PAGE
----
hemiparasite


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hemiparasite

(hĕm′ĭ-păr′ə-sīt′)
n.
A plant, such as mistletoe, that obtains some nourishment from its host but also photosynthesizes. Also called semiparasite.

hem′i·par′a·sit′ic (-sĭt′ĭk) adj.

hemiparasite

an organism that derives part of its sustenance from other organisms.
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References in periodicals archive ?
All known Castilleja species are hemiparasites capable of utilizing broad range of hosts, yet nothing is known about the host(s) of C.
Growth, gas exchange and water use efficiency of the facultative hemiparasite Rhinanthus minor associated with hosts differing in foliar nitrogen concentration.
Transfer of pyrrolizidine and quinolizidine alkaloids to Castilleja (Scrophulariaceae) hemiparasites from composite and legume host plants.
Both partial defoliation of the host plant Agrostis capillaris, especially when timed to a certain developmental phase of the parasitizing Rhinanthus serotinus plant, and soil quality were shown to influence growth and flower production of the hemiparasite. The better growth of hosts in mould led to a higher number of flowers produced by the hemiparasites compared to the situation in sandy soil.
Only 25 species of epiphytes and 11 species of hemiparasites were reported (Table 2; Fig.
Phoradendron californicum are perennial, dwarf hemiparasites which once established, rely entirely upon their hosts for their supply of water and various mineral nutrients (Hollinger 1983).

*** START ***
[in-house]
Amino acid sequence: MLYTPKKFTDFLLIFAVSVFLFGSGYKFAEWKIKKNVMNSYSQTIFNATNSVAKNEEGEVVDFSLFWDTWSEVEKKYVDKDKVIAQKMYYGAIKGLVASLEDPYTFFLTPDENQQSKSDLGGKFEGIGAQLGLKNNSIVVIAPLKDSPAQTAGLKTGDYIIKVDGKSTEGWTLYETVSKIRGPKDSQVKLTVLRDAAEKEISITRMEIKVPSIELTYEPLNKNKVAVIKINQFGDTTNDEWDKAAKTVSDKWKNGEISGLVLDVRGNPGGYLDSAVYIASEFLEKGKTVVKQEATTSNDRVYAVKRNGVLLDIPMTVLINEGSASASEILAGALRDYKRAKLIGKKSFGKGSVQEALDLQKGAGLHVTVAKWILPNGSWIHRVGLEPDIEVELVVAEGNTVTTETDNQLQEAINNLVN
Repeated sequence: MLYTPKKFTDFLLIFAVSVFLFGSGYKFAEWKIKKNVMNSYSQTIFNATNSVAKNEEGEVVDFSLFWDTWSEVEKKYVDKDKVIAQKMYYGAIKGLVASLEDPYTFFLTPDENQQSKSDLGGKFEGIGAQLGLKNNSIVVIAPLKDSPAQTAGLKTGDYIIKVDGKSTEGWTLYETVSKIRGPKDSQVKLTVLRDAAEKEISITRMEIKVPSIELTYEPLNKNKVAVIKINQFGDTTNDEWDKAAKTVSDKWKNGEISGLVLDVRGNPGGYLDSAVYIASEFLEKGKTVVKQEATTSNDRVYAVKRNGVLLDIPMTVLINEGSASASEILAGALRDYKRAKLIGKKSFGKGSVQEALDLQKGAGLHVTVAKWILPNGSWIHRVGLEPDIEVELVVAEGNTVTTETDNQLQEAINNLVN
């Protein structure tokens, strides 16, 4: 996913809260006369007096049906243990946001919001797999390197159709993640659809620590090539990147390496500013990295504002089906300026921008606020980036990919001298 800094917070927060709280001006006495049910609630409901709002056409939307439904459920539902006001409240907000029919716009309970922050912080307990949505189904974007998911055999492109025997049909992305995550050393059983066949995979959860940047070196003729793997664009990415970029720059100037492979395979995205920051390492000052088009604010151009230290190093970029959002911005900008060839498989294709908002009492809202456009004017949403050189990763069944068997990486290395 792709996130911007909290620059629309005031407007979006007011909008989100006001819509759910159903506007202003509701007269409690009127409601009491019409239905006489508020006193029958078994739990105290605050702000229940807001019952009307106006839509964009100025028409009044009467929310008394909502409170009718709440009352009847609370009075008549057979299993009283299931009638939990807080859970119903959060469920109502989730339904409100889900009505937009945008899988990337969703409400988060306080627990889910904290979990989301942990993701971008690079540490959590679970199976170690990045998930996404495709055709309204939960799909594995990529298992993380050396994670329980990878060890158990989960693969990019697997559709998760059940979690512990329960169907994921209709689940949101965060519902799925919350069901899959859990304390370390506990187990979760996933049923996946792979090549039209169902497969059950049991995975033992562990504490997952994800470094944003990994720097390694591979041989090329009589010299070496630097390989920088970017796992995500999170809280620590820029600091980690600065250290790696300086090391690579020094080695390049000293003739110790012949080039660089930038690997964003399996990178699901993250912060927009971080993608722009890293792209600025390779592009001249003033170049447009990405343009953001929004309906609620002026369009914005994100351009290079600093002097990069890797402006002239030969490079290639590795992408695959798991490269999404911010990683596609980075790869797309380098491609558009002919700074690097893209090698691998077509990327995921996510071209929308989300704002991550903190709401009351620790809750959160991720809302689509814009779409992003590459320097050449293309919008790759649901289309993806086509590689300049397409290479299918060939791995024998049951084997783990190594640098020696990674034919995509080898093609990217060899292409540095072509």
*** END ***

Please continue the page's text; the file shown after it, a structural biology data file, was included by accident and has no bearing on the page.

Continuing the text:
Castilleja species as facultative root hemiparasites. Species of Castilleja are facultative root hemiparasites, which means they can complete their life cycle either as parasites or singly without a host (Heckard 1962, 1964, Matthies 1997, Heide-Jorgensen 2008, Fay et al.
Phoradendron juniperinum (juniper mistletoe) are autotrophic hemiparasites inhabiting branches of higher vascular plants (Kuijt 1969; and Calder and Bernardt 1983).
Confusion is introduced by statements that Cuscuta and Cassytha are holoparasites when, in fact, only some species of dodder are holoparasitic and all species of Cassytha are hemiparasites. The relevant series of papers on Cuscuta physiology by Wolswinkel were missed.
These include applying these methods to plants with different morphologies and life spans, the lack of suitable methods that can be used to screen large number of plants for some types of measurements, and the problem of dealing with mutualistic associations such as mycorrhizae, epiphytes, and hemiparasites. The editors also provide a wish list of tests that they would have liked to include, but for which they were unable to find suitable methods.